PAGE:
The series of battles at Stockach and Engen, Messkirch, Biberach an der Ris, Höchstädt and finally at Neuburg broke the Austrian back along the strategic Danube. Similarly, in Italy, French successes at the battles at Montebello and Marengo forced Austrian withdrawal. The Austrians and French agreed to a cease fire, but any peace negotiations were complicated by the alliance Austria had made with Britain, and which prevented Austria from signing any separate peace. Consequently, the British, although they had been successful in blockading French ports, entered the negotiations. Initially Britain refused the French terms and offered counter terms in September 1800. Negotiations continued; Napoleon later claimed that the Austrians did not negotiate in good faith, and sought only to gain "the rainy season" (winter), when army movements would be difficult, and the Habsburgs would have an entire season to recruit.
In the meantime, General Ney established his headquarters in the castle at Neuburg, which over looks the battlefield. General Moreau ordered the establishment of a tomb on the location were the First Grenadier had fallen. Emperor Francis II dismissed Feldzeugmeister (FZM) Pál Kray, who had lost an impressive succession of battles, and appointed the 18-year-old General-Major Archduke John to command the Austrian army. To bolster the young man, the emperor named FZM Franz von Lauer deputy commander and the zealous Oberst (Colonel) Franz von Weyrother became Chief of Staff. The ceasefire lapsed on 12 November. By this time, Weyrother had convinced John and Lauer to adopt an offensive position. Weyrother's plan called for crushing the French left wing near Landshut and lunging south to cut Moreau's communications west of Munich. After a few days of marching, it became obvious that the Austrian army was too slow to execute such an ambitious plan. Lauer convinced the archduke to convert the enterprise into a direct attack on Munich. Even so, the sudden advance caught Moreau's somewhat scattered French forces by surprise and achieved local, if temporary, superiority on 1 December, when the Austrians drove back part of MG Paul Grenier's Left Wing; despite their apparent loss, the French managed to inflict 3,000 casualties on the Austrians, while only suffering 1700 losses themselves.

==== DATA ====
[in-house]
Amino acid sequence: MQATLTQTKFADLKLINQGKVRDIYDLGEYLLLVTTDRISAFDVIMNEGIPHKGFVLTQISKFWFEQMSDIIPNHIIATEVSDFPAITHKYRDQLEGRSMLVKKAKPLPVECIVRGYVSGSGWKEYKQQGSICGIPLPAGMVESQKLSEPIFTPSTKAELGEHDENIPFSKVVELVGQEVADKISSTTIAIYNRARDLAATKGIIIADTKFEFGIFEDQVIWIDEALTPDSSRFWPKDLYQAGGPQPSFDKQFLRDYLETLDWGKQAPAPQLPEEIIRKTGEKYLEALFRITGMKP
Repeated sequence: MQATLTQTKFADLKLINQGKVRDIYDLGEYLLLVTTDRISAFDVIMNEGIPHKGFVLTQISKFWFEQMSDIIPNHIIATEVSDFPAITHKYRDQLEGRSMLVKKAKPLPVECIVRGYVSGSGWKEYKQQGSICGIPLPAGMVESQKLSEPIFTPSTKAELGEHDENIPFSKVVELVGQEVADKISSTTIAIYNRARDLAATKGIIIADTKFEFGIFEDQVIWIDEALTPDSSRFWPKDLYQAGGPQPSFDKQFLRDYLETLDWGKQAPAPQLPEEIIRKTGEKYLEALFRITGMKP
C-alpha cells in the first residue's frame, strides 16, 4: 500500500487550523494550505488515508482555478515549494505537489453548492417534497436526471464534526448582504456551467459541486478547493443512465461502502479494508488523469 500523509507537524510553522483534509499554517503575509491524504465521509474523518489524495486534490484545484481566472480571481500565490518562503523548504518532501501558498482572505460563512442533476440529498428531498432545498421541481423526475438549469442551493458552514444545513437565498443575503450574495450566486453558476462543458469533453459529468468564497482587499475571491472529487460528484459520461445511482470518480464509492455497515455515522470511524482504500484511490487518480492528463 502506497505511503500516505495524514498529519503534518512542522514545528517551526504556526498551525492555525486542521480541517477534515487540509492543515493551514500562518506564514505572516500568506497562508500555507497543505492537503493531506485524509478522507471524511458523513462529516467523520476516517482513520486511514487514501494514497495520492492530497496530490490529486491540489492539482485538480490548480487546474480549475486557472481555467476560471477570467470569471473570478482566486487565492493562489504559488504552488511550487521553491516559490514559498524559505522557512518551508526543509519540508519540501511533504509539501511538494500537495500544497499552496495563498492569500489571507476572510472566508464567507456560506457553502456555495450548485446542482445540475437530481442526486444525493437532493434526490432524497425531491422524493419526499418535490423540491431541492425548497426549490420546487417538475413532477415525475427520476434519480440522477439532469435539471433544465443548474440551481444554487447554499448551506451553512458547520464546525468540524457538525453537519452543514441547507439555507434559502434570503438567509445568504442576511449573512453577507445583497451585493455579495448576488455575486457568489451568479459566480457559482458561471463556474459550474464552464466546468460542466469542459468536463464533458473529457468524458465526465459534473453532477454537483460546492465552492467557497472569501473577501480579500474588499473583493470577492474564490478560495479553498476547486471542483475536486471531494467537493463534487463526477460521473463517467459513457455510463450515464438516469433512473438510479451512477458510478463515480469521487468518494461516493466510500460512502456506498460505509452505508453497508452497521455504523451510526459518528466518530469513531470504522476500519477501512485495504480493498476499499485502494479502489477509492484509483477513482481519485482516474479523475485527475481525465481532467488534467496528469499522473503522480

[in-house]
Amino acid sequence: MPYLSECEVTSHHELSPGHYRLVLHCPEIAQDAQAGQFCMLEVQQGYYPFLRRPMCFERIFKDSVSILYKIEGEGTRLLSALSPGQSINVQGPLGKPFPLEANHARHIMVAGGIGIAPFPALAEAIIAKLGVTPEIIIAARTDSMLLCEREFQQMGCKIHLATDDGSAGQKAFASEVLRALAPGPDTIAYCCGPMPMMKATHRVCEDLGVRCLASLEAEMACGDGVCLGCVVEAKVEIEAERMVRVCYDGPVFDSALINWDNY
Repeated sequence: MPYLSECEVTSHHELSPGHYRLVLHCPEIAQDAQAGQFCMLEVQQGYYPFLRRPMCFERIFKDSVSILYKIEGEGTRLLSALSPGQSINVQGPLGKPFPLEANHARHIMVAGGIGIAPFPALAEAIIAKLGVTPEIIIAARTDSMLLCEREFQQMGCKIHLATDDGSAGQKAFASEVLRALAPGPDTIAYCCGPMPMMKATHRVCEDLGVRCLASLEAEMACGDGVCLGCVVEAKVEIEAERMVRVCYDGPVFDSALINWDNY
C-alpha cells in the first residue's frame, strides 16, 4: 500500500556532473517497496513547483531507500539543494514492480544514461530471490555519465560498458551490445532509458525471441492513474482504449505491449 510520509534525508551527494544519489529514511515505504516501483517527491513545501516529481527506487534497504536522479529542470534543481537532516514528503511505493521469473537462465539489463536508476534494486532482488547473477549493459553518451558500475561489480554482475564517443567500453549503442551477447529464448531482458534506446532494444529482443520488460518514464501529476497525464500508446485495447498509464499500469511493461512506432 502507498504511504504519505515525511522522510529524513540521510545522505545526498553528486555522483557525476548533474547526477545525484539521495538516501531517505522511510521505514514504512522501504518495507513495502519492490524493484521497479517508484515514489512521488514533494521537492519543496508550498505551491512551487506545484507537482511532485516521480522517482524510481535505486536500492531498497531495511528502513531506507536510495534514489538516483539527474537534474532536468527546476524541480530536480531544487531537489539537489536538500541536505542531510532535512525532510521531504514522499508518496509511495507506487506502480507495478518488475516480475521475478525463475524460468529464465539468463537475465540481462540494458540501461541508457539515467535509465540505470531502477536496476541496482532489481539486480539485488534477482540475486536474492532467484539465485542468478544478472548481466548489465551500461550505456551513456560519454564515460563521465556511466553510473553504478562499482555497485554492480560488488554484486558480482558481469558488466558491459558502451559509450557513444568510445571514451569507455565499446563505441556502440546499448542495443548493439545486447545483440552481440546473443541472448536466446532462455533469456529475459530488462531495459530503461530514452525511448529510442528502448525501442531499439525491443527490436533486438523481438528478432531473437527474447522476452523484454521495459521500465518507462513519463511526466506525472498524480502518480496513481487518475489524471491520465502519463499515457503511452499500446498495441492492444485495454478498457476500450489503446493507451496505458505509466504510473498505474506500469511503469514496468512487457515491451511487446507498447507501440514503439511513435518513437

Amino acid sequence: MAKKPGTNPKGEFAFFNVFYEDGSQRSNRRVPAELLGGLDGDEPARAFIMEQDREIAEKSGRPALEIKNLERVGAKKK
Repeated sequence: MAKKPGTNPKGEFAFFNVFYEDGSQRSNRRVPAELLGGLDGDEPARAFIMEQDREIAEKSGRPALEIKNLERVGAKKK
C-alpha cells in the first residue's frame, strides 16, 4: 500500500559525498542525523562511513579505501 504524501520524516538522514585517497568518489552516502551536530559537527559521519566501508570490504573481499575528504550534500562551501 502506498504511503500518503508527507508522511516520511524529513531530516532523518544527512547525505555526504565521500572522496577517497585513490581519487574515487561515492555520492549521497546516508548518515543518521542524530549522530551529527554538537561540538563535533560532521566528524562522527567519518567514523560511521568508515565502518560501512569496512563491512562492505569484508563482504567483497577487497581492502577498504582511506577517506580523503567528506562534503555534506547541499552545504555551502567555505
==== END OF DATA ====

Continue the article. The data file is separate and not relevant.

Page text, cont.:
When the Austrian leaders found that Grenier evacuated Haag in Oberbayern the next day, they became ecstatic. Archduke John and Weyrother overrode Lauer's cautious counsel and launched an all-out pursuit of an enemy they believed to be fleeing. However, Moreau had decided to stand and fight, deploying his army in open ground near Hohenlinden. To approach his position, the Austro-Bavarians had to advance directly west through heavily wooded terrain at Ebersberg Forest through which they passed in four disconnected columns. Instead, Moreau ambushed the Austrians as they emerged from the forest while launching MG Antoine Richepanse's division in a surprise envelopment of the Austrian left flank. Displaying superb individual initiative, Moreau's generals managed to encircle and smash the largest of the Austrian columns. The Austrians withdrew through Bavaria into Austria territories, but by the time Francis relieved his brother of command, his army had disintegrated into a disorganized rabble.
- Timothy Blanning, The French Revolutionary Wars, New York, Oxford University Press, pp. 41–59.
- Blanning, pp. 200–280.
- Blanning, p. 200.
- James R. Arnold, Marengo & Hohenlinden. Barnsley, South Yorkshire, UK: Pen & Sword, 2005, 197-199
- Arnold, 199-201
- W.M. Sloane, Life of Napoleon. France, 1896, p. 109.
- Sloane, 109
- Sloane, p. 109-110.
- Digby Smith, Napoleonic Wars Databook. London: Greenhill Press, 1998, p. 178.
- Extract of a letter from Gen. Moreau...
- Smith, p. 177.
- Extract of a letter from Gen. Moreau to the Minister of War, Neresheim, June 20. The London Chronicle. vol. 87.
- Mathieu Dumas, Memoirs of his own time: including the revolution, the empire, and the restoration, Volume 2, Lee and Blanchard, 1839, p.105
- McGowan, p. "Neu..."
- Smith, 187-88.
- J. Macgowan, The Field of Mars,1801, un-numbered pages. Battlefields listed alphabetically.
- The Field of Mars
- Andrew Beattie, The Danube: A Cultural History. Oxford University Press, 2010, pp. 29-33.
- Gaspard Baron Gourgaud, editor, Memoirs of the History of France during the reign of Napoleon I, Oxford, 18233, pp 1-23.
- Marceau, p 105.
- Arnold, pp 205, 213.
- Arnold, p. 213
- Arnold, p 219-221
- Arnold, 220-224.
- David Chandler, Dictionary of the Napoleonic Wars. New York: Macmillan, 1979, p 201.
- Arnold, James R. Marengo & Hohenlinden. Barnsley, South Yorkshire, UK: Pen & Sword, 2005.
- Beattie, Andrew. The Danube: A Cultural History. Oxford University Press, 2010
- Blanning, Timothy. The French Revolutionary Wars, New York, Oxford University Press.
- Chandler, David. Dictionary of the Napoleonic Wars. New York: Macmillan, 1979
- Dumas, Mathieu, Memoirs of his own time: including the revolution, the empire, and the restoration, Volume 2, Lee and Blanchard, 1839.
- Gaspard Baron Gourgaud, editor, Memoirs of the History of France during the reign of Napoleon I, Oxford, 1823.
- Macgowan, J. The Field of Mars,1801, un-numbered pages. Battlefields listed alphabetically
- Smith, Digby, Napoleonic Wars Databook. London: Greenhill Press, 1998.
- Extract of a letter from Gen. Moreau to the Minister of War, Neresheim, June 20. The London Chronicle. vol. 87.
|This page uses Creative Commons Licensed content from Wikipedia (view authors).|